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Vet check-ups

Preparing for vet check-ups

Even a routine check-up at the vet can be stressful for your feline friend. Behaviourist Inga MacKellar discusses some preparation strategies that can help make those all-important visits less difficult for anxious cats.

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Getting to the clinic

From a cat’s perspective, going to the vet is not much fun. Not only do they associate it with being poked and prodded, having inoculations, or feeling unwell, but cats are naturally independent, sensitive to different smells and need to be in control of their surroundings – all of which can make visits to the clinic a bit tricky.

Preparation is key

In the consulting room, your cat will be examined on a table. At home, cats are often actively discouraged from getting up on tables and so may find the situation at the clinic strange – it’s a good idea to get her used to it in advance of the appointment. I recommend using a small folding table kept specifically for this task, ensuring the table surface is not slippery (which will panic her). Covering it with a rubber mat will do the trick.

Help prepare her for being handled by the vet by giving her a quick mock examination – look into her ears and eyes, and gently open her mouth and hold her feet. Something else that can be useful is pretending to listen to your cat’s chest with a toy stethoscope – this will help her become accustomed to what may happen during the appointment. The more often you repeat the experience in a non-threatening place, the more normal the situation will seem at the vet. Using treats while you do this can also help reinforce a positive association with being handled. Treats are useful for keeping your cat still in the appointment, too. Ensure that you have particularly tasty treats with you, such as chicken or prawns, which will help keep her focused on you.

Appointment day

Cats pick up on our anxiety, so approach a visit to the vet just like any other day. Staying calm and organised helps – don’t forget your cat’s health records, for example.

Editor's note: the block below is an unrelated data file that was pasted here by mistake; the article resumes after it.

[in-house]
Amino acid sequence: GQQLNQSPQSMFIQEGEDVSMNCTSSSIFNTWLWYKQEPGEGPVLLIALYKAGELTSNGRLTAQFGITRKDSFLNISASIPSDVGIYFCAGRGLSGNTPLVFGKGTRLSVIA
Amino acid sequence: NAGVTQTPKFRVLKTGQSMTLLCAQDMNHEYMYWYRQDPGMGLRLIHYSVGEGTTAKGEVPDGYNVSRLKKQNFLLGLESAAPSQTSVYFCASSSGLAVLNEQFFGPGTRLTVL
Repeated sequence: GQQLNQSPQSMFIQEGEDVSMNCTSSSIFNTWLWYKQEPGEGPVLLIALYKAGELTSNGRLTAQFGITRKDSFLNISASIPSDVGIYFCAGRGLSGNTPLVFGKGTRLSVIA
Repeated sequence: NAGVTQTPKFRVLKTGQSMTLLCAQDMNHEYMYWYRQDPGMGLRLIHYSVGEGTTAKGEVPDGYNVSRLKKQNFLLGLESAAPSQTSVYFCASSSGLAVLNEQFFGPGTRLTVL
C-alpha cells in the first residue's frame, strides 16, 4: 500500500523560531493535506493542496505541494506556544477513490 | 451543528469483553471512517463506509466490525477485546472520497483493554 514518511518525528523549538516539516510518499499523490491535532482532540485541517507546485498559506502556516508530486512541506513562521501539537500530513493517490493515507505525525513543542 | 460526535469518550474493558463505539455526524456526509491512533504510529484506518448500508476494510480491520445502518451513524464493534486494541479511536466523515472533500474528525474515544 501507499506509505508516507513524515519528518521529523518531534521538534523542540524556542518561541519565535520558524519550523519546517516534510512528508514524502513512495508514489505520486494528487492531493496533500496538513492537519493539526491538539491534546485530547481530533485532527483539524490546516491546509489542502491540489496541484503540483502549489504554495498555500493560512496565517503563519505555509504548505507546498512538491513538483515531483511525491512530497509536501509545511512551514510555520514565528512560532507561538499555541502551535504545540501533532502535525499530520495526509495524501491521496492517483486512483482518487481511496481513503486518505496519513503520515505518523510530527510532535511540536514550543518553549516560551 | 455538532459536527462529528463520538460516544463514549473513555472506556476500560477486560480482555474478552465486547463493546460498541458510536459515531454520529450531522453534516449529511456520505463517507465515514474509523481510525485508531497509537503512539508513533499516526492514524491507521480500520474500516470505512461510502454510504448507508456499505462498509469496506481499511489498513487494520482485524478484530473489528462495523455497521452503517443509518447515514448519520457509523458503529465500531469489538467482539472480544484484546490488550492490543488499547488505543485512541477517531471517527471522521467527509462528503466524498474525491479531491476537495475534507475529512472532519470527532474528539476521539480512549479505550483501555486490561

In the waiting room, place your cat’s carrier on your knee so she’s close to your smell rather than being on the floor where the scents of other cats and dogs may alarm her. If your cat is a particularly anxious patient, you could avoid the waiting room altogether. Ideally, go with another person who can wait with your cat in the car while you go into the practice, then you can collect her when the vet is ready to start the consultation. Another plus with two people is that while one of you pays the bill, the other can take your cat directly back to the car.

An ideal carrier for the appointment is one that opens from the top so puss can be gently and easily lifted out – although it might be possible to conduct some of the examination without removing her, to keep her reassuringly surrounded by her own scent. By all means also use a pheromone spray such as Feliway (a calming synthetic cat scent) but spray the carrier at least 15 minutes before putting your puss in it. Talk to her in a soothing voice – this is especially important if the vet is about to take her temperature or something similarly invasive. If the vet agrees, try stroking her or distracting her with a toy to keep her calm. Because cats feel safest in their own territory, try to keep the time spent at the surgery to an absolute minimum and get puss home to her familiar surroundings as quickly as possible.